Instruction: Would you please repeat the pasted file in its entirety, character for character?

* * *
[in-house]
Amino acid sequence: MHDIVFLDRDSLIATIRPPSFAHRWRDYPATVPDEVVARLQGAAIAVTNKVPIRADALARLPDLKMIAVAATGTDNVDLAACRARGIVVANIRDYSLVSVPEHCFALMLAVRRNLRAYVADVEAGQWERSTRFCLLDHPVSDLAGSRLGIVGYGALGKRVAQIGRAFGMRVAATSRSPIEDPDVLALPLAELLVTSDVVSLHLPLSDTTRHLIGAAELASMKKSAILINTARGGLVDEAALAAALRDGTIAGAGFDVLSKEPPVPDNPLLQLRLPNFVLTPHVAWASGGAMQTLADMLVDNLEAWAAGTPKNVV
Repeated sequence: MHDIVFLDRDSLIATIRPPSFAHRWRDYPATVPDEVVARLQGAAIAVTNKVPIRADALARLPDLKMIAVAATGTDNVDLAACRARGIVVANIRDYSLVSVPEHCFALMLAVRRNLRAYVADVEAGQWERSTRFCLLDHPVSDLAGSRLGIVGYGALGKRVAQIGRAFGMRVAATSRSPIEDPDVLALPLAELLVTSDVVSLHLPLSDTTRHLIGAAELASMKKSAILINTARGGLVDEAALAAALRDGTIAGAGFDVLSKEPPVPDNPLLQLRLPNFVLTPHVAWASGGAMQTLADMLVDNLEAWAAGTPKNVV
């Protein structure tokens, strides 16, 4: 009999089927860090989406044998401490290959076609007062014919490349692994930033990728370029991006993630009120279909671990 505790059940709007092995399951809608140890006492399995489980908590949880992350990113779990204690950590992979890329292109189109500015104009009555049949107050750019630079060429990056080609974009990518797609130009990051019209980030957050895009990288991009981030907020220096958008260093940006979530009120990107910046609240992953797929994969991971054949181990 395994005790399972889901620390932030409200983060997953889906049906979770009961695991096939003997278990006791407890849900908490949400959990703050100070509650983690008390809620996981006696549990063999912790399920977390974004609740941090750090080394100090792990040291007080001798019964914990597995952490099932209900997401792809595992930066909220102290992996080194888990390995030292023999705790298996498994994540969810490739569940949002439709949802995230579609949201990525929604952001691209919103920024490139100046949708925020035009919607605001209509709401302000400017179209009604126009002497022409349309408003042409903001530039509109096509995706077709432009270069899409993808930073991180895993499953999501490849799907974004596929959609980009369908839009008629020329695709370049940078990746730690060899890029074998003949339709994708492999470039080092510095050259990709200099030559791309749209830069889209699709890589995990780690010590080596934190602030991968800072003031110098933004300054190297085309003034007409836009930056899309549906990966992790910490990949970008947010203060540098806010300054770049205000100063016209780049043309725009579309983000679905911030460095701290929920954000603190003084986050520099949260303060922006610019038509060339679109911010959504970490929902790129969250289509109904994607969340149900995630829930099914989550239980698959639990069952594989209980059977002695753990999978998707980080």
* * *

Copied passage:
[in-house]
Amino acid sequence: MHDIVFLDRDSLIATIRPPSFAHRWRDYPATVPDEVVARLQGAAIAVTNKVPIRADALARLPDLKMIAVAATGTDNVDLAACRARGIVVANIRDYSLVSVPEHCFALMLAVRRNLRAYVADVEAGQWERSTRFCLLDHPVSDLAGSRLGIVGYGALGKRVAQIGRAFGMRVAATSRSPIEDPDVLALPLAELLVTSDVVSLHLPLSDTTRHLIGAAELASMKKSAILINTARGGLVDEAALAAALRDGTIAGAGFDVLSKEPPVPDNPLLQLRLPNFVLTPHVAWASGGAMQTLADMLVDNLEAWAAGTPKNVV
Repeated sequence: MHDIVFLDRDSLIATIRPPSFAHRWRDYPATVPDEVVARLQGAAIAVTNKVPIRADALARLPDLKMIAVAATGTDNVDLAACRARGIVVANIRDYSLVSVPEHCFALMLAVRRNLRAYVADVEAGQWERSTRFCLLDHPVSDLAGSRLGIVGYGALGKRVAQIGRAFGMRVAATSRSPIEDPDVLALPLAELLVTSDVVSLHLPLSDTTRHLIGAAELASMKKSAILINTARGGLVDEAALAAALRDGTIAGAGFDVLSKEPPVPDNPLLQLRLPNFVLTPHVAWASGGAMQTLADMLVDNLEAWAAGTPKNVV
């Protein structure tokens, strides 16, 4: 009999089927860090989406044998401490290959076609007062014919490349692994930033990728370029991006993630009120279909671990 505790059940709007092995399951809608140890006492399995489980908590949880992350990113779990204690950590992979890329292109189109500015104009009555049949107050750019630079060429990056080609974009990518797609130009990051019209980030957050895009990288991009981030907020220096958008260093940006979530009120990107910046609240992953797929994969991971054949181990 395994005790399972889901620390932030409200983060997953889906049906979770009961695991096939003997278990006791407890849900908490949400959990703050100070509650983690008390809620996981006696549990063999912790399920977390974004609740941090750090080394100090792990040291007080001798019964914990597995952490099932209900997401792809595992930066909220102290992996080194888990390995030292023999705790298996498994994540969810490739569940949002439709949802995230579609949201990525929604952001691209919103920024490139100046949708925020035009919607605001209509709401302000400017179209009604126009002497022409349309408003042409903001530039509109096509995706077709432009270069899409993808930073991180895993499953999501490849799907974004596929959609980009369908839009008629020329695709370049940078990746730690060899890029074998003949339709994708492999470039080092510095050259990709200099030559791309749209830069889209699709890589995990780690010590080596934190602030991968800072003031110098933004300054190297085309003034007409836009930056899309549906990966992790910490990949970008947010203060540098806010300054770049205000100063016209780049043309725009579309983000679905911030460095701290929920954000603190003084986050520099949260303060922006610019038509060339679109911010959504970490929902790129969250289509109904994607969340149900995630829930099914989550239980698959639990069952594989209980059977002695753990999978998707980080």